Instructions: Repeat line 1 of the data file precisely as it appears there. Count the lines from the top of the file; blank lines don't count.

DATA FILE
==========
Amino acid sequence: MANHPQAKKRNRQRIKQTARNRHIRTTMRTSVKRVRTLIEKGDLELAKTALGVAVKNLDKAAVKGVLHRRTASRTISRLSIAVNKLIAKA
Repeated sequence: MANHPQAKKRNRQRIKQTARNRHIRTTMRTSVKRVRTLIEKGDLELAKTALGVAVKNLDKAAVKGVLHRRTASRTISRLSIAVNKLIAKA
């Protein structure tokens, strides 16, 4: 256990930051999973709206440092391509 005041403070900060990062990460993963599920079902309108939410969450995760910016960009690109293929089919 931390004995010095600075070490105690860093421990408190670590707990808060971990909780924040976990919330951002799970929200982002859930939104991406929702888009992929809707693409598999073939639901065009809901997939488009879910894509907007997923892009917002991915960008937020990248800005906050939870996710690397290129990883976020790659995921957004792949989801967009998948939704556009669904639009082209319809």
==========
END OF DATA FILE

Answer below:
Amino acid sequence: MANHPQAKKRNRQRIKQTARNRHIRTTMRTSVKRVRTLIEKGDLELAKTALGVAVKNLDKAAVKGVLHRRTASRTISRLSIAVNKLIAKA